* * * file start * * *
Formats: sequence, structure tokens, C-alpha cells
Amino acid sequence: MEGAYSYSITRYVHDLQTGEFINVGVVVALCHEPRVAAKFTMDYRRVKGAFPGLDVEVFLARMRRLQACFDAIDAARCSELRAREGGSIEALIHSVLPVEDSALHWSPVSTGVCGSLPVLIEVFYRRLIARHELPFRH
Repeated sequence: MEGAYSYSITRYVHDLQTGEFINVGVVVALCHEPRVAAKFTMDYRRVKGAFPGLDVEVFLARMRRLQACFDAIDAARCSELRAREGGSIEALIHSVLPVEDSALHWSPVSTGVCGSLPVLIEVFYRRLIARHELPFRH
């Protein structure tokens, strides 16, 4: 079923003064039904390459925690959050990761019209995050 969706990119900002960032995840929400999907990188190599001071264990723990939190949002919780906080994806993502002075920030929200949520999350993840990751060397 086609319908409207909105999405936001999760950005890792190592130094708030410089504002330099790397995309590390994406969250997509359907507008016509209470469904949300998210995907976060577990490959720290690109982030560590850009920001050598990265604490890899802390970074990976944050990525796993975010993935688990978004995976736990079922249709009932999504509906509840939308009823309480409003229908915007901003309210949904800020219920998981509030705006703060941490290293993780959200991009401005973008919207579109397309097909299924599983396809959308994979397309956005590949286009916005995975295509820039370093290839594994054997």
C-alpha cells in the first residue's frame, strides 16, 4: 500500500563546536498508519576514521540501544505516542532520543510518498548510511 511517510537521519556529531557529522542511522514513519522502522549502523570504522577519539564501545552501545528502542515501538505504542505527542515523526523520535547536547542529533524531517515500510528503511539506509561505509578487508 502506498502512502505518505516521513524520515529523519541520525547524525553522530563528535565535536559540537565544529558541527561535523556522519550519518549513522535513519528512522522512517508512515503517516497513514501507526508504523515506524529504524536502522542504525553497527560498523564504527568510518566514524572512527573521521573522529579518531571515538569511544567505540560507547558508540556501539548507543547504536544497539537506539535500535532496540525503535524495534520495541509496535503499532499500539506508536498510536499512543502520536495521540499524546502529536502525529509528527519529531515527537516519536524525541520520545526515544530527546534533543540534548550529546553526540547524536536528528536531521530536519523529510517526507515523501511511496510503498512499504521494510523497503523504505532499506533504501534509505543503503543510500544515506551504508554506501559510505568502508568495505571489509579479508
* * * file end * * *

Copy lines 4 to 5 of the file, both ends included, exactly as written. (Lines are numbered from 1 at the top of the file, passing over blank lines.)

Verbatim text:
């Protein structure tokens, strides 16, 4: 079923003064039904390459925690959050990761019209995050 969706990119900002960032995840929400999907990188190599001071264990723990939190949002919780906080994806993502002075920030929200949520999350993840990751060397 086609319908409207909105999405936001999760950005890792190592130094708030410089504002330099790397995309590390994406969250997509359907507008016509209470469904949300998210995907976060577990490959720290690109982030560590850009920001050598990265604490890899802390970074990976944050990525796993975010993935688990978004995976736990079922249709009932999504509906509840939308009823309480409003229908915007901003309210949904800020219920998981509030705006703060941490290293993780959200991009401005973008919207579109397309097909299924599983396809959308994979397309956005590949286009916005995975295509820039370093290839594994054997």
C-alpha cells in the first residue's frame, strides 16, 4: 500500500563546536498508519576514521540501544505516542532520543510518498548510511 511517510537521519556529531557529522542511522514513519522502522549502523570504522577519539564501545552501545528502542515501538505504542505527542515523526523520535547536547542529533524531517515500510528503511539506509561505509578487508 502506498502512502505518505516521513524520515529523519541520525547524525553522530563528535565535536559540537565544529558541527561535523556522519550519518549513522535513519528512522522512517508512515503517516497513514501507526508504523515506524529504524536502522542504525553497527560498523564504527568510518566514524572512527573521521573522529579518531571515538569511544567505540560507547558508540556501539548507543547504536544497539537506539535500535532496540525503535524495534520495541509496535503499532499500539506508536498510536499512543502520536495521540499524546502529536502525529509528527519529531515527537516519536524525541520520545526515544530527546534533543540534548550529546553526540547524536536528528536531521530536519523529510517526507515523501511511496510503498512499504521494510523497503523504505532499506533504501534509505543503503543510500544515506551504508554506501559510505568502508568495505571489509579479508